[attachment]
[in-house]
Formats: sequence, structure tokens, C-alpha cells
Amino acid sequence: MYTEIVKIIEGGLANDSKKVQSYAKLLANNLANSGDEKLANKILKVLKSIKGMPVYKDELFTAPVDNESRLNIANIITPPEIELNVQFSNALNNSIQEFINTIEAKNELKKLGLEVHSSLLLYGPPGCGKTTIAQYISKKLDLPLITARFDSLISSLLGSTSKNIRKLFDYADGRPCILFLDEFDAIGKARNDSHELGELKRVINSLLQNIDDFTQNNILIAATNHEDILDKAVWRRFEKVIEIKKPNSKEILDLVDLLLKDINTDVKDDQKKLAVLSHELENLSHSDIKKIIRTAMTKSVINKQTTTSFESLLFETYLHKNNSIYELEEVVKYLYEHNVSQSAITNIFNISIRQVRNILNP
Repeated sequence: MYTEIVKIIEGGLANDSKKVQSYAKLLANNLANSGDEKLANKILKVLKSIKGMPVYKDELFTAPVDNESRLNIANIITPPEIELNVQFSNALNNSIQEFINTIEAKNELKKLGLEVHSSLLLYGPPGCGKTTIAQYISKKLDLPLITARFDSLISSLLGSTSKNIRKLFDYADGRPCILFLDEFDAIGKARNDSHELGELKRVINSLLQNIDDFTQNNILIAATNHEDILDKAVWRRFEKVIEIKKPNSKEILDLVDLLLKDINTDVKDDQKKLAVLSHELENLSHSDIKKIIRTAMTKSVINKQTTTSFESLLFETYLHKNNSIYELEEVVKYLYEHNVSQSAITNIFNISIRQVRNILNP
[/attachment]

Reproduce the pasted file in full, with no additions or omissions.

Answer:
[in-house]
Formats: sequence, structure tokens, C-alpha cells
Amino acid sequence: MYTEIVKIIEGGLANDSKKVQSYAKLLANNLANSGDEKLANKILKVLKSIKGMPVYKDELFTAPVDNESRLNIANIITPPEIELNVQFSNALNNSIQEFINTIEAKNELKKLGLEVHSSLLLYGPPGCGKTTIAQYISKKLDLPLITARFDSLISSLLGSTSKNIRKLFDYADGRPCILFLDEFDAIGKARNDSHELGELKRVINSLLQNIDDFTQNNILIAATNHEDILDKAVWRRFEKVIEIKKPNSKEILDLVDLLLKDINTDVKDDQKKLAVLSHELENLSHSDIKKIIRTAMTKSVINKQTTTSFESLLFETYLHKNNSIYELEEVVKYLYEHNVSQSAITNIFNISIRQVRNILNP
Repeated sequence: MYTEIVKIIEGGLANDSKKVQSYAKLLANNLANSGDEKLANKILKVLKSIKGMPVYKDELFTAPVDNESRLNIANIITPPEIELNVQFSNALNNSIQEFINTIEAKNELKKLGLEVHSSLLLYGPPGCGKTTIAQYISKKLDLPLITARFDSLISSLLGSTSKNIRKLFDYADGRPCILFLDEFDAIGKARNDSHELGELKRVINSLLQNIDDFTQNNILIAATNHEDILDKAVWRRFEKVIEIKKPNSKEILDLVDLLLKDINTDVKDDQKKLAVLSHELENLSHSDIKKIIRTAMTKSVINKQTTTSFESLLFETYLHKNNSIYELEEVVKYLYEHNVSQSAITNIFNISIRQVRNILNP